The Ba'al Ha'Tanya's halachic ruling is equally clear (Shulchan Aruch Harav 124:10). Surely, the Alter Rebbe did not overlook the possible benefits of a 'heimeshe davening'.

As far as R. Moss's suggestion "I believe you have to earn the right to talk in shul. When you make G-d comfortable in your home, you can make yourself comfortable in His," let it suffice to say that according to our poskim, if it's a cozy home-like atmosphere you're looking for, stay home. The Chida, Shalmai Tzibbur and many other authorities strongly urge the kibitzer to do just that: stay home. Far from being a mitzvah, the habitual talker disrupts others while sinning himself. "Feeling at home" in shul has to do with other factors, not the comfort one feels as a result of violating Shulchan Aruch and creating a chilul Hashem. Davening must be warm and passionate and so should the relationships forged by the members' common goal to serve the Master of the Universe.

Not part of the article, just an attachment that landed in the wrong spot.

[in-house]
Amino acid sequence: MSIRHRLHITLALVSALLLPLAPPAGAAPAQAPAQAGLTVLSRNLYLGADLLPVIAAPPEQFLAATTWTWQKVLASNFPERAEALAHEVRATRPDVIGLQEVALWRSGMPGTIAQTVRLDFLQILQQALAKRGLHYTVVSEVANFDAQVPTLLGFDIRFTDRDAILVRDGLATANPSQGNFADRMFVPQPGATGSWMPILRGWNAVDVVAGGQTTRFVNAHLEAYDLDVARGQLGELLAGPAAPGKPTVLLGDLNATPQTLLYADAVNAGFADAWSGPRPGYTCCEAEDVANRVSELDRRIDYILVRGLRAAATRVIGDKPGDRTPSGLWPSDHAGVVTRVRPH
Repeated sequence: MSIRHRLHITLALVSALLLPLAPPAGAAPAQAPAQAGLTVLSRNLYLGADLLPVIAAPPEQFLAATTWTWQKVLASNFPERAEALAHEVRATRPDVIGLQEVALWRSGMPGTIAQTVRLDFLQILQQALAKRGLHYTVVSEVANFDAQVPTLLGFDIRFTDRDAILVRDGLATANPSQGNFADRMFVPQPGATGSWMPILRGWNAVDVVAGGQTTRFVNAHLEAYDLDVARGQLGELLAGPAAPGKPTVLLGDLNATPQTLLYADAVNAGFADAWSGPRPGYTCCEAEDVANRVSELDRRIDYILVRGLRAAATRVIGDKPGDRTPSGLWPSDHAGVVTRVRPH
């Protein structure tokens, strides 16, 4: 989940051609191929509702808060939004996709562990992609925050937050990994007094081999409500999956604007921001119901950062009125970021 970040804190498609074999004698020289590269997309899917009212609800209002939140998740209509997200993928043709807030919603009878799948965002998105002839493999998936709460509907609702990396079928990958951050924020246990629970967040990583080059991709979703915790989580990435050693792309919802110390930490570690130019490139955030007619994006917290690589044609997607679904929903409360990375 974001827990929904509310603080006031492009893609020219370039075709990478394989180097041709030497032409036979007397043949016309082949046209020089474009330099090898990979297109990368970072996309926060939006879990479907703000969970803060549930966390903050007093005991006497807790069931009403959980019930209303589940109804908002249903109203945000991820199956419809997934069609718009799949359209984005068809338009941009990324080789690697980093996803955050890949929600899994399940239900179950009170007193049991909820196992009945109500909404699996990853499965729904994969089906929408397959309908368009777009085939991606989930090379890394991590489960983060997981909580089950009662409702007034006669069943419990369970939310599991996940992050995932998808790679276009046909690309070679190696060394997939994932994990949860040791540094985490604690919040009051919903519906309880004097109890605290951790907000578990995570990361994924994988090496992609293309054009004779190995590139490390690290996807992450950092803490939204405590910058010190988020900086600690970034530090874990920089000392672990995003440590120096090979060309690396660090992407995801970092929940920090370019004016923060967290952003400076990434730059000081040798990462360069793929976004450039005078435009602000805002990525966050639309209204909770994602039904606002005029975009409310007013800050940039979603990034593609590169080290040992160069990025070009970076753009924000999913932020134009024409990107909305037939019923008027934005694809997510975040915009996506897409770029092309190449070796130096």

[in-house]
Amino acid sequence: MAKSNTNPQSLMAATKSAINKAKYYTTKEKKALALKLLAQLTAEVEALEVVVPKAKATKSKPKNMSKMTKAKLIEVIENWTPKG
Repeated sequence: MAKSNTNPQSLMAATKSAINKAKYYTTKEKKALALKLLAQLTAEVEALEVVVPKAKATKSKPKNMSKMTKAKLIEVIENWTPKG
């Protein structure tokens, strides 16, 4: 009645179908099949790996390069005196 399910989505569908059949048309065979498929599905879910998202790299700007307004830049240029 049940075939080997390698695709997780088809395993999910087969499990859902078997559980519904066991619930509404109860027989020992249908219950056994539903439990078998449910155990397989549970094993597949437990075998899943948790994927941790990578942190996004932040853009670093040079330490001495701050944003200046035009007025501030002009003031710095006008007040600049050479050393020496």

If it was R. Moss's intention to find a spark of holiness in the mess we're in, then I believe that he has only added fuel to a destructive fire that has brought and brings much tzaros to Klal Yisrael. Many wonderful organizations and shuls are conducting campaigns to extinguish that fire. It is a shame that an Orthodox publication would be irresponsible enough to publish such an article. Let's work together in preparing the way for the ultimate bais tefilah, the Bais Hamikdash.